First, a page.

Opinion: Learn the complexities of issues
Last updated 3/8/2022 at 4:25pm
Back in the 1950s, in the thick of the Cold War, Nikita Khrushchev, the leader of the Soviet Union at that time, famously said, “We will take America without firing a shot. We do not have to invade the U.S. We will destroy you from within.”
Of course, they didn’t destroy us. The U.S. ultimately won the Cold War and saved the world for democracy.
But it’s a new day now, and such a threat may be more real than ever before — not because of the threat that Russia now poses through cyber-attacks and military incursions, but because of the dumbing down of our electorate.
Blame it on social media and its harboring of false and malicious information, or on our expanding demographics and a perceived threat to the privileged classes, or even our educational system and its apparent failure to teach civics and civic duty. But at its core the threat on our democracy lies with our growing inability or unwillingness to apply critical thinking to the issues we face.
Critical thinking is simply defined by Wikipedia as “the analysis of available facts, evidence, observations and arguments to form a judgment.” It is seriously lacking in our national discourse, as politicians and their constituents prefer emotional reactions to the issues we face — and that’s undermining wise and democratic decisions, from our local city halls to the hallways of Congress itself.
Thomas Jefferson wrote that a well-informed electorate is a prerequisite for democracy, and he was right. Put another way, bad decisions come out of bad information, and we’ve got plenty of bad information literally at our fingertips these days. A sizable number of Americans — maybe a third of the voting public — depend on bad information to prop up their misguided beliefs.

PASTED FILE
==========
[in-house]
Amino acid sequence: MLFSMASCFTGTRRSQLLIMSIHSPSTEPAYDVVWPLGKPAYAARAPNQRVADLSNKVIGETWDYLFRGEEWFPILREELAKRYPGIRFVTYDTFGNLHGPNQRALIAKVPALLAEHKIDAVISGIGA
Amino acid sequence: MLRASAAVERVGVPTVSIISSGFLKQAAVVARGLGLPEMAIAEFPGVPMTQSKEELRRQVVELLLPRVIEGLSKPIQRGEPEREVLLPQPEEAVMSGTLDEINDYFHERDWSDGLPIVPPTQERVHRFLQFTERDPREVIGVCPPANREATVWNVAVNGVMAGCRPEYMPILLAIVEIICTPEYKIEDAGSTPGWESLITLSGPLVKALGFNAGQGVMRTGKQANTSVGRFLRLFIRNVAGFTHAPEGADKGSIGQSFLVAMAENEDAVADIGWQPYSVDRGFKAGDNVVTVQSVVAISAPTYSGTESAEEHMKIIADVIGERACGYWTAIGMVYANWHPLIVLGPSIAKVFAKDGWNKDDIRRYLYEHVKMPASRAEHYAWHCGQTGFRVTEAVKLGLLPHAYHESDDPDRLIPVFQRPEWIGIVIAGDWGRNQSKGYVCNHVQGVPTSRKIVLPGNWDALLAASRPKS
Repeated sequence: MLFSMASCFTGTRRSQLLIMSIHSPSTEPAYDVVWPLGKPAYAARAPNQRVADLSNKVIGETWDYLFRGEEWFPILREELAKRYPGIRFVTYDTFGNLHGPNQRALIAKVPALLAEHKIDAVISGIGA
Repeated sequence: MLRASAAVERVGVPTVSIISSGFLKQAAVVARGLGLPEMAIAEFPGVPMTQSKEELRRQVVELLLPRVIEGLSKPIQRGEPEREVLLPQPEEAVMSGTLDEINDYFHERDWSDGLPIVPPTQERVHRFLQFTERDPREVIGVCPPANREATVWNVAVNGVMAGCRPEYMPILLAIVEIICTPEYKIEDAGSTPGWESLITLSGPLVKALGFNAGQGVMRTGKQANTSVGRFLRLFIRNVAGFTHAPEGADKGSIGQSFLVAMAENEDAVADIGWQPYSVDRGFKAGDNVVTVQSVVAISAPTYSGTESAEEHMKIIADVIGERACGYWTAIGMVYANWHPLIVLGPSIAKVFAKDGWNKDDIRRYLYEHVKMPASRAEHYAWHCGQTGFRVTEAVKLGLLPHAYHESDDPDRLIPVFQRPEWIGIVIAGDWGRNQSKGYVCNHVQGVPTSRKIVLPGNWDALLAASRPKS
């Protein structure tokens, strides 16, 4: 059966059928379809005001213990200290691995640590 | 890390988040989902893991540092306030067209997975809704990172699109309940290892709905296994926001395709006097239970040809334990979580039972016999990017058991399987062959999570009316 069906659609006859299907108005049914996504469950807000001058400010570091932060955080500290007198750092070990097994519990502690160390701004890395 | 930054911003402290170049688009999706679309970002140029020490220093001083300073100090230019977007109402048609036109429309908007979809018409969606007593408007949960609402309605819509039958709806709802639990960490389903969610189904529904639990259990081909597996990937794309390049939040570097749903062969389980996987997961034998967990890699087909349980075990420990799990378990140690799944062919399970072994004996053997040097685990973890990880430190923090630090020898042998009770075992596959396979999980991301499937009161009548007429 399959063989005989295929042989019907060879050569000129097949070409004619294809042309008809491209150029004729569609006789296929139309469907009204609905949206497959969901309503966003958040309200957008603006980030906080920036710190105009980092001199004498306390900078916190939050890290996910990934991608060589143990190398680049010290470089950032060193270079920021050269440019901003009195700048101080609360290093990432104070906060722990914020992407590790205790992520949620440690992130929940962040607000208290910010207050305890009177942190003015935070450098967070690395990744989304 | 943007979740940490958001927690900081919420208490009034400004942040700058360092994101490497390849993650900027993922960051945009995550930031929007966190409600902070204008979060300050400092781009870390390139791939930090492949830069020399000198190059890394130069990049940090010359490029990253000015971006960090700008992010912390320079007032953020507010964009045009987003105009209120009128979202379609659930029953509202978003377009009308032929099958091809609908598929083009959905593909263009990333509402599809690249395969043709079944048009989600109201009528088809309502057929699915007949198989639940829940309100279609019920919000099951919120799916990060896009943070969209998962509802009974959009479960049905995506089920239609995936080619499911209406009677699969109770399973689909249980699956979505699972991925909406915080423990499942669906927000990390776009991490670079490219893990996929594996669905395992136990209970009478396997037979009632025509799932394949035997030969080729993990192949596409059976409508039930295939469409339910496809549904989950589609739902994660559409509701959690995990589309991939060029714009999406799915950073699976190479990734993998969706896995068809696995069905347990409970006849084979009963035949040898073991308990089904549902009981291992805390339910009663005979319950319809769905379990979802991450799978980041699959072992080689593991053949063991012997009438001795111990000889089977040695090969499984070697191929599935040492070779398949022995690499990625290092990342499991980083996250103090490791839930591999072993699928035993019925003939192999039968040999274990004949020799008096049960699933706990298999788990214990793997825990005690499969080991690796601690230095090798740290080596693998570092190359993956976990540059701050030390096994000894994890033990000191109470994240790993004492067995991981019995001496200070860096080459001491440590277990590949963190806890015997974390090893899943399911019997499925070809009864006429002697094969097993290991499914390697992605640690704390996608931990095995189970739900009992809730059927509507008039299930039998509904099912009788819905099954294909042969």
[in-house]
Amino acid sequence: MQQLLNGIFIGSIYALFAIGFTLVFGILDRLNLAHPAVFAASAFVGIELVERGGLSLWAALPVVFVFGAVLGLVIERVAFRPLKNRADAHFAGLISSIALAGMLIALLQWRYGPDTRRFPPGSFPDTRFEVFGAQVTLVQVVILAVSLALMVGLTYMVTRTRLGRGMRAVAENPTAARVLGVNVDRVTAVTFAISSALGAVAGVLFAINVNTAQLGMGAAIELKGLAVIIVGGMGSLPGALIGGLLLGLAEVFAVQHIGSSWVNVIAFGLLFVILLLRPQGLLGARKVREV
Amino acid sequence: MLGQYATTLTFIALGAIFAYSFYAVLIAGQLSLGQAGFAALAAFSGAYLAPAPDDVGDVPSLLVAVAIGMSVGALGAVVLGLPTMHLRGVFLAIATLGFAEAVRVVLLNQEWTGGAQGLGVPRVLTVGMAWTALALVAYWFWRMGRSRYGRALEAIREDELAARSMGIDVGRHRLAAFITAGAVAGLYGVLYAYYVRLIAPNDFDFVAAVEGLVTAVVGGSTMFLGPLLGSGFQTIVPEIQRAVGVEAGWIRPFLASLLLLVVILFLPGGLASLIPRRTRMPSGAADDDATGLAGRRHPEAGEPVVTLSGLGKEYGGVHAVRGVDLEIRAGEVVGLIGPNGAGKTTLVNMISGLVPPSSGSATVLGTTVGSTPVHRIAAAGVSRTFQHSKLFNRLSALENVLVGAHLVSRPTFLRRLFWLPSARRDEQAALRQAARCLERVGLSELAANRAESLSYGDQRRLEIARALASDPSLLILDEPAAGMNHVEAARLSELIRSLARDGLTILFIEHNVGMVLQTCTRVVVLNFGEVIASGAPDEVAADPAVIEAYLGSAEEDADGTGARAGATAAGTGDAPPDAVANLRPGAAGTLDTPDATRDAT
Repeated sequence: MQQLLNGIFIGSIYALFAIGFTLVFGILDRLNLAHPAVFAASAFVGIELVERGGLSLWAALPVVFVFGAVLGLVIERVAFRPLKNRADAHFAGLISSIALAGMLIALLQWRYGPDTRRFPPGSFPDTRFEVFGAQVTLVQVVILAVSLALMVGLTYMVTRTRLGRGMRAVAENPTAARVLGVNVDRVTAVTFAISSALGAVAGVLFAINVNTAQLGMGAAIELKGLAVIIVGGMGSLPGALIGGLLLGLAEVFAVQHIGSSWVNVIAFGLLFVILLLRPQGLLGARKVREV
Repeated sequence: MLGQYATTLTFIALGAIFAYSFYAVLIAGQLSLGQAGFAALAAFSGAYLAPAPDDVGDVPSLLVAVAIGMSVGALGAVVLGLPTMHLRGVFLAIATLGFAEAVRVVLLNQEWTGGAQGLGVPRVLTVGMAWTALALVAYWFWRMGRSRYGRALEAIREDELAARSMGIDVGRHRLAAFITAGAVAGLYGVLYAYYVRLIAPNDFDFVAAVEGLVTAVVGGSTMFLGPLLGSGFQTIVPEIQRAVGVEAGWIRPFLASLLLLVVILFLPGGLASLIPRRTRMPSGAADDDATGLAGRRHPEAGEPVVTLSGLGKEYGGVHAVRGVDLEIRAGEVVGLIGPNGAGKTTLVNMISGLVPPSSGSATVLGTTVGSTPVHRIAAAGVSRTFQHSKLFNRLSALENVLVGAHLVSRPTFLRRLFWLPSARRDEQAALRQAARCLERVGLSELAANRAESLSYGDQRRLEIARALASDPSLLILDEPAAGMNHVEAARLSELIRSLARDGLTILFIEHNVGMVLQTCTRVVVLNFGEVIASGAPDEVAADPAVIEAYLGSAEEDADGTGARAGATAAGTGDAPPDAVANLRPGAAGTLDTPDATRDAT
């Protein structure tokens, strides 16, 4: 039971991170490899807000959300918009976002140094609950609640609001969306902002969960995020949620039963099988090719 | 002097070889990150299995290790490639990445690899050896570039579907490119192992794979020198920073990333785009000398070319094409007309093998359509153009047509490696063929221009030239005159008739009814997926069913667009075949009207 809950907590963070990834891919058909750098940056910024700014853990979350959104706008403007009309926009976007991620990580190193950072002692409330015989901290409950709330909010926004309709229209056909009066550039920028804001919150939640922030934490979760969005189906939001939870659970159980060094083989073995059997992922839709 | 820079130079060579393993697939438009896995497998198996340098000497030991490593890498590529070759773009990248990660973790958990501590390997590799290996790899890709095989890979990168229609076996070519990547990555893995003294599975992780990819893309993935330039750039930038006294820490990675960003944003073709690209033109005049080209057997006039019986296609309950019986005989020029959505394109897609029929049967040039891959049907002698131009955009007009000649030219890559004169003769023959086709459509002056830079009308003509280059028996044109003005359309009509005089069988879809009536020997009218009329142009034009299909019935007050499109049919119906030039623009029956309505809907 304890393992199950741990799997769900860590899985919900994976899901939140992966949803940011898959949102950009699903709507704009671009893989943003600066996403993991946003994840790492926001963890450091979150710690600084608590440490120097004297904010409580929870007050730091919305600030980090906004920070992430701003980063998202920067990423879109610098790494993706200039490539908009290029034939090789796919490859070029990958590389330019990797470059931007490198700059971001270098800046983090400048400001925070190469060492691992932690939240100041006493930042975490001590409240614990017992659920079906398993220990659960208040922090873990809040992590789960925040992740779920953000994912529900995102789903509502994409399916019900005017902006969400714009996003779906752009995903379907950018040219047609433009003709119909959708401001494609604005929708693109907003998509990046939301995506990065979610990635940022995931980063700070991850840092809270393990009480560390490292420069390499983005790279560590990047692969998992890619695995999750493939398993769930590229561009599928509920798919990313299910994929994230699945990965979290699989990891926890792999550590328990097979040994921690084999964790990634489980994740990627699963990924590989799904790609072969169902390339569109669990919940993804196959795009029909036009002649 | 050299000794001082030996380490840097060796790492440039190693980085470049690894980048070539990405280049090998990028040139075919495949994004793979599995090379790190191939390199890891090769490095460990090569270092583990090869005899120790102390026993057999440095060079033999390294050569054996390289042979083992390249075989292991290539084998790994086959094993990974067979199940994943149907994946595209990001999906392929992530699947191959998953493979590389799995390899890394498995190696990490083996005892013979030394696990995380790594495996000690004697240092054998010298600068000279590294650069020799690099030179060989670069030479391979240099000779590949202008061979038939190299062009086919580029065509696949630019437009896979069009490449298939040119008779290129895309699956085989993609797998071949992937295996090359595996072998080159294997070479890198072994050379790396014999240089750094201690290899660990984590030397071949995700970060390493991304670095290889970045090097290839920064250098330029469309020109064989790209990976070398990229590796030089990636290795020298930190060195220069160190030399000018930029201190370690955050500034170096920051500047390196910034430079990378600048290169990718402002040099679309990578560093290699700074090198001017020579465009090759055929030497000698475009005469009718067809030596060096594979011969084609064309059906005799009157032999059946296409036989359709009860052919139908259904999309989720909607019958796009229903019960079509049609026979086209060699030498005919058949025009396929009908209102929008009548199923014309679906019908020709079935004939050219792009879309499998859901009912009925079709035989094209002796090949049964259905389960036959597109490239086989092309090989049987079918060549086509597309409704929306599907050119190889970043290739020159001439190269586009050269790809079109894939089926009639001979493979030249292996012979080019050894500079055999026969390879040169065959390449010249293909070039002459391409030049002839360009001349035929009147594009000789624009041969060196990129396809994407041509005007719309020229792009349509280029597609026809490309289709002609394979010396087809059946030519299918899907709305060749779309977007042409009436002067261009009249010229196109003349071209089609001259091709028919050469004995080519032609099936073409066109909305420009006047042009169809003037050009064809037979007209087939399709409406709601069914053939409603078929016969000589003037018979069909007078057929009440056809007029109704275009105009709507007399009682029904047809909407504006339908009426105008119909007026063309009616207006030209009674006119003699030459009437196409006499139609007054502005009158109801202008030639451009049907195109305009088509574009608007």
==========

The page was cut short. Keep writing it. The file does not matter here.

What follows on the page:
Case in point: The belief that the 2020 election was stolen from Donald Trump, when there’s no hard evidence of any such thing. Critical analysis of the facts is sorely lacking among those who believe this fictitious narrative.
Then there’s QAnon, a made-up absurdity that should have gone nowhere if the “facts, evidence, observations and arguments” had ever been considered by its numbskull believers. Fortunately, it’s on the fringe of our culture wars, but the fact that it’s entered the mainstream of our national conversation shows just how far lies can go with an uninformed and cynical citizenry.
If democracy is going to fall to the autocracies of the world, it is exactly those kinds of irrational beliefs that will push us over the edge.
In search of a solution to this internal threat on our democratic processes, I went on an internet search and found Mind Tools (mindtools.com), which markets itself as a “one-stop learning hub” for businesses and professionals all over the world. I found its lesson how to spot “fake news” to be insightful.
Mind Tools offers six ways to recognize fake news: develop a critical mindset, check your source, see who else is reporting the story, examine the evidence, don’t take images at face value, and check that the information “sounds right” according to your own common sense rather than your personal biases, hopes and fears.
Each of these are steps in the process of critical thinking, which I’ll summarize like this: Use your brain to understand the complexities of the issues rather than your emotions to reinforce your own preconceived notions.
Tom McDonald is editor of the New Mexico Community News Exchange. Contact him at: